• Trial of pancreatic enzyme replacement therapy (PERT) and symptom improvement also support the diagnosis of pancreatic insufficiency.
    • ¹³C mixed-chain triglyceride breath test. This is a novel and accurate test. The patient ingests a small amount of ¹³C -marked triglycerides, together with butter on a piece of toasted bread, after an overnight fast. In a normal person with normal lipase enzyme activity, ¹³C triglycerides will be degraded in the intestinal lumen, and ¹³C -marked fatty acids will then be absorbed. These fatty acids will in turn be metabolized in the liver, and ¹³CO₂ can finally be measured in exhaled air. Patients with PEI have decreased lipase activity, which can be detected as a decreased recovery of ¹³CO₂ in exhaled air. Currently, there is no general agreement on the optimal design of the test and it is widely not available. This test also monitors and measures the success of PERT.
    • Fasting plasma glucose testing as patients with chronic pancreatitis may have impaired glucose tolerance.

    Non-laboratory tests

    • Endoscopic retrograde cholangiopancreatography (ERCP): a flexible scope is passed through the nose and stomach into the common opening of the pancreatic and bile ducts in the small intestine. It is most often used when an obstruction, for example pancreatic carcinoma, is suspected.
    • Endoscopic ultrasound scan (EUS) and computerized tomography (CT) are also used as other imaging techniques to detect abnormalities in the structure of pancreas and its duct system.
    • Secretin test (not widely used): a tube is positioned in the duodenum to collect pancreatic secretion of enzymes and bicarbonate stimulated by intravenous (IV) secretin.
    • Magnetic resonance imaging (MRI ) may be used to examine the structure of the pancreas and bile ducts.
    • Secretin-stimulated magnetic resonance cholangiopancreatography is another imaging modality to measure pancreatic function.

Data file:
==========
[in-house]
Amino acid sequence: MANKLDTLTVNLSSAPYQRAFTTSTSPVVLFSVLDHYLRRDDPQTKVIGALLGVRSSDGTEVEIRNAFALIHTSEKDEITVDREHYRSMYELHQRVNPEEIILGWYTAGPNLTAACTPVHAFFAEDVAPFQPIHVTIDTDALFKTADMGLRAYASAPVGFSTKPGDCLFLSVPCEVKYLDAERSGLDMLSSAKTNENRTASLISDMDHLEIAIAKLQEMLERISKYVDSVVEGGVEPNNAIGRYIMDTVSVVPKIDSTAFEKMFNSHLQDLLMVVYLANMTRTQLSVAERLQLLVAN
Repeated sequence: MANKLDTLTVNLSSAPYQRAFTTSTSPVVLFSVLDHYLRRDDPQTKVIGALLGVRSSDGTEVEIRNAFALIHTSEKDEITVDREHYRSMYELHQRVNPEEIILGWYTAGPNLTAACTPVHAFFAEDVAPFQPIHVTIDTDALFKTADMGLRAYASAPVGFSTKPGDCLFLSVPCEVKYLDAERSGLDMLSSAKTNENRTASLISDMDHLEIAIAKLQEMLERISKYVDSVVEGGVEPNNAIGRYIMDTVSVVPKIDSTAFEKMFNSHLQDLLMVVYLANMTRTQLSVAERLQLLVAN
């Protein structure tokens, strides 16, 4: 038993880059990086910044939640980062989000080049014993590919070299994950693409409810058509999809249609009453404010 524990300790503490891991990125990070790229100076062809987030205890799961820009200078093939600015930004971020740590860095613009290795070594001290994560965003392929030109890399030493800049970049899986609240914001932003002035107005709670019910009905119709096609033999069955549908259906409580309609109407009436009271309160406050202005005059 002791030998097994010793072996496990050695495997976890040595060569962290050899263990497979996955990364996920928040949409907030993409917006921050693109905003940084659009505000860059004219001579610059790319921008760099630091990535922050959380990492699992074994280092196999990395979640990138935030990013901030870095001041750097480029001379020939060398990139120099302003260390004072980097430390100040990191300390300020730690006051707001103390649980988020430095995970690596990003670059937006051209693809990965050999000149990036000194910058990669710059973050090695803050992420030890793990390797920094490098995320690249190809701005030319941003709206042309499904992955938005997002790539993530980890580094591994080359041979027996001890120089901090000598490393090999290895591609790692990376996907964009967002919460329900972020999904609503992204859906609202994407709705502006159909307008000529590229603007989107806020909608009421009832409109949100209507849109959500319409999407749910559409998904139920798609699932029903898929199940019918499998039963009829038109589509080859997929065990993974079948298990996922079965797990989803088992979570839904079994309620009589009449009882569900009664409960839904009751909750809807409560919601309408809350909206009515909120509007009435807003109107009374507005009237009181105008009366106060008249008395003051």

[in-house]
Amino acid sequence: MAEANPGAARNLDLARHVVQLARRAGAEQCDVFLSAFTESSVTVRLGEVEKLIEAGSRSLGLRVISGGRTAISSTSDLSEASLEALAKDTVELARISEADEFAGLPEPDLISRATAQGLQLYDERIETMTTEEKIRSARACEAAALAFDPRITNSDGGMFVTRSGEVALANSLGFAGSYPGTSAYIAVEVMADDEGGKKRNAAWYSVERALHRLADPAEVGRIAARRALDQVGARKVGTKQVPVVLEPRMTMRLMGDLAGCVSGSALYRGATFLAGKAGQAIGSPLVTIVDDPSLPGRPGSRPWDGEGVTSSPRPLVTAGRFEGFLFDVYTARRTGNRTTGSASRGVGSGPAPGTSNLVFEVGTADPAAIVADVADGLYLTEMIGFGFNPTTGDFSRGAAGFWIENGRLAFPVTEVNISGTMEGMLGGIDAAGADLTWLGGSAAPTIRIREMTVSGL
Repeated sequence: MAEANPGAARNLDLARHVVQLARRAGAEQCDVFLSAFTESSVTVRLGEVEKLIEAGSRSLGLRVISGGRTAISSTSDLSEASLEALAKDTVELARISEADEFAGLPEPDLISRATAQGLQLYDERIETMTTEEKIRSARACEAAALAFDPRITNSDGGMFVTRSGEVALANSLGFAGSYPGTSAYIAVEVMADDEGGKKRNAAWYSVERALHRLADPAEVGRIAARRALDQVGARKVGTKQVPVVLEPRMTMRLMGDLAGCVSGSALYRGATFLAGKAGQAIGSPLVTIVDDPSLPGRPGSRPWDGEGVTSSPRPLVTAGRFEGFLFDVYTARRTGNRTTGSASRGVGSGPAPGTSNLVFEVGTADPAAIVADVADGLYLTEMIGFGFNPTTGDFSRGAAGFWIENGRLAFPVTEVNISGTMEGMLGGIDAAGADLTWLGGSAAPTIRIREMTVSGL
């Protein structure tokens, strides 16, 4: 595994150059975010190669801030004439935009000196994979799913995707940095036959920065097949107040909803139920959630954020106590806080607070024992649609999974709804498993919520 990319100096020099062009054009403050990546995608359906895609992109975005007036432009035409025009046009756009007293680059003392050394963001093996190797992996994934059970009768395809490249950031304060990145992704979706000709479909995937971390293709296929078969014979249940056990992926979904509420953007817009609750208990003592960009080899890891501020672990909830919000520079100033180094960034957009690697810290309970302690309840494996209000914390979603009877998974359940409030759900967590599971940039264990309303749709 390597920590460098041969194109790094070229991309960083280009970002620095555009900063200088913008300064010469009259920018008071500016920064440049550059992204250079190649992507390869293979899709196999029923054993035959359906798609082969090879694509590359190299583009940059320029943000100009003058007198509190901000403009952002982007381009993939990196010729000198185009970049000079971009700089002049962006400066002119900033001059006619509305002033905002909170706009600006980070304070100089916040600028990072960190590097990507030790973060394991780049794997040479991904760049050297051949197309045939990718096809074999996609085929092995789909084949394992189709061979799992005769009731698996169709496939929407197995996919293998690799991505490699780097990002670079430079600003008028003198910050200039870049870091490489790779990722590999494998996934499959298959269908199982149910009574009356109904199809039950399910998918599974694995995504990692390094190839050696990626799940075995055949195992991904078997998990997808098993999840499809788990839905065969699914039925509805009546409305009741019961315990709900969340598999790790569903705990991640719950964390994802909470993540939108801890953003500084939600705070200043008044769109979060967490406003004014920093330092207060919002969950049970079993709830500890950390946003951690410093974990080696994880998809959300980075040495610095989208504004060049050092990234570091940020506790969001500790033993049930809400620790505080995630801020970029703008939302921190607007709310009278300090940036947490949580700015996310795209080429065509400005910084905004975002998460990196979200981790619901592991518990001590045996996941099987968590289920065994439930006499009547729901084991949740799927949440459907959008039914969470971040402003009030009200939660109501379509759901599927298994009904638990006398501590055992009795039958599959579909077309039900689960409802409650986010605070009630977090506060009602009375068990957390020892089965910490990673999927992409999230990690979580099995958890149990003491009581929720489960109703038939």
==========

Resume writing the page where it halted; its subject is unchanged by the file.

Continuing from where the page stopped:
• Treatment

    Treatment involves dealing with the underlying condition, preventing further pancreatic damage and managing the symptoms. Medical therapy addresses the functional and nutritional deficiencies. To aid digestion patients may be given oral preparations of pancreatic enzymes as a supplement to make up for decreased production. This pancreatic enzyme replacement therapy (PERT) not only improves clinical status of the patient but also the quality of the life. Therefore, it is the mainstay of treatment for PEI. This is an oral preparation takes along with the meals. Involvement of a dietician to oversee dietary management is very important. This will improve energy and protein intake with adequate micronutrients. Today, no fat restriction is recommended and normal fat diet has been successfully used in combination with PERT. Small, frequent meals are usually better tolerated than large, high-caloric meals. Patients may be given vitamin supplements (especially fat-soluble vitamins A, D, E, and K because of impaired fat absorption). If the cause of the pancreatic insufficiency is chronic pancreatitis due to alcohol use, abstaining from alcohol is important in preventing further attacks. In chronic pancreatitis due to other causes, the treatment should be aimed at those. Patients with chronic pancreatitis should also be given adequate pain relief.